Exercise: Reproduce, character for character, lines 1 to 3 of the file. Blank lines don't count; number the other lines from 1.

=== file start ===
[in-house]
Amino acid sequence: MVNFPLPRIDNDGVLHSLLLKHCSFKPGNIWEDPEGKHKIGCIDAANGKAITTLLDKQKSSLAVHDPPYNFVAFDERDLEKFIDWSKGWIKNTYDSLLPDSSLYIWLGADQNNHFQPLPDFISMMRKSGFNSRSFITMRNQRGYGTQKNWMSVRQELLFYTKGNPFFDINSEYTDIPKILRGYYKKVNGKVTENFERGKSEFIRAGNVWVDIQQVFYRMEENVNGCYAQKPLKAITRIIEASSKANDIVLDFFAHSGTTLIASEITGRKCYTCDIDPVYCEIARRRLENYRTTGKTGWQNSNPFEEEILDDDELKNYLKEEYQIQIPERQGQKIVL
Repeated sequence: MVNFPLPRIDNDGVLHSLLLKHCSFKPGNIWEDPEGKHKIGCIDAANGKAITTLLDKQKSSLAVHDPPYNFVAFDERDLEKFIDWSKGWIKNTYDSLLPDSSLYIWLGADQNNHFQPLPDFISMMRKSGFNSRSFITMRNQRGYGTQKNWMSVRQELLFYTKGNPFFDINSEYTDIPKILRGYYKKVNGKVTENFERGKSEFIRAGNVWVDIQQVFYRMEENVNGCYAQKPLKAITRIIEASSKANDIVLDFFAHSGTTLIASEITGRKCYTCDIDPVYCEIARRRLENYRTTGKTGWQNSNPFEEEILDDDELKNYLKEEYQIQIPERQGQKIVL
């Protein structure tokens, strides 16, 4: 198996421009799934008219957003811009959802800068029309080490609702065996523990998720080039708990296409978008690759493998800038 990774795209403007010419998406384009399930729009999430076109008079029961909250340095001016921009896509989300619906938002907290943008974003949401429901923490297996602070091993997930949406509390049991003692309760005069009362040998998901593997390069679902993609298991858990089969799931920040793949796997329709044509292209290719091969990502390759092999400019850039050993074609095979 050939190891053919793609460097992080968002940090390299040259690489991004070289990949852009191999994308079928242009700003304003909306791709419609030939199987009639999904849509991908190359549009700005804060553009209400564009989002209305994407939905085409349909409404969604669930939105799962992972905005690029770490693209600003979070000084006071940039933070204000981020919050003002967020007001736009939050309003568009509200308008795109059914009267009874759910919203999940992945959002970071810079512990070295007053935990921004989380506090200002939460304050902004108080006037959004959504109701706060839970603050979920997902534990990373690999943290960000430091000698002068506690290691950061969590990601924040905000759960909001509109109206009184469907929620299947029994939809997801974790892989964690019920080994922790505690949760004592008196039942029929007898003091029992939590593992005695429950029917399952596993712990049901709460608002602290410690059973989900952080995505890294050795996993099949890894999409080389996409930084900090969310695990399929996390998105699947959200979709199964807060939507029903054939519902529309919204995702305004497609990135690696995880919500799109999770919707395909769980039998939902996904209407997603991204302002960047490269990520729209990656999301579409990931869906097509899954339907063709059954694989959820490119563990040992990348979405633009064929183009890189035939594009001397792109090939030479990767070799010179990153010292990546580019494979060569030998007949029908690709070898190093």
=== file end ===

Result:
[in-house]
Amino acid sequence: MVNFPLPRIDNDGVLHSLLLKHCSFKPGNIWEDPEGKHKIGCIDAANGKAITTLLDKQKSSLAVHDPPYNFVAFDERDLEKFIDWSKGWIKNTYDSLLPDSSLYIWLGADQNNHFQPLPDFISMMRKSGFNSRSFITMRNQRGYGTQKNWMSVRQELLFYTKGNPFFDINSEYTDIPKILRGYYKKVNGKVTENFERGKSEFIRAGNVWVDIQQVFYRMEENVNGCYAQKPLKAITRIIEASSKANDIVLDFFAHSGTTLIASEITGRKCYTCDIDPVYCEIARRRLENYRTTGKTGWQNSNPFEEEILDDDELKNYLKEEYQIQIPERQGQKIVL
Repeated sequence: MVNFPLPRIDNDGVLHSLLLKHCSFKPGNIWEDPEGKHKIGCIDAANGKAITTLLDKQKSSLAVHDPPYNFVAFDERDLEKFIDWSKGWIKNTYDSLLPDSSLYIWLGADQNNHFQPLPDFISMMRKSGFNSRSFITMRNQRGYGTQKNWMSVRQELLFYTKGNPFFDINSEYTDIPKILRGYYKKVNGKVTENFERGKSEFIRAGNVWVDIQQVFYRMEENVNGCYAQKPLKAITRIIEASSKANDIVLDFFAHSGTTLIASEITGRKCYTCDIDPVYCEIARRRLENYRTTGKTGWQNSNPFEEEILDDDELKNYLKEEYQIQIPERQGQKIVL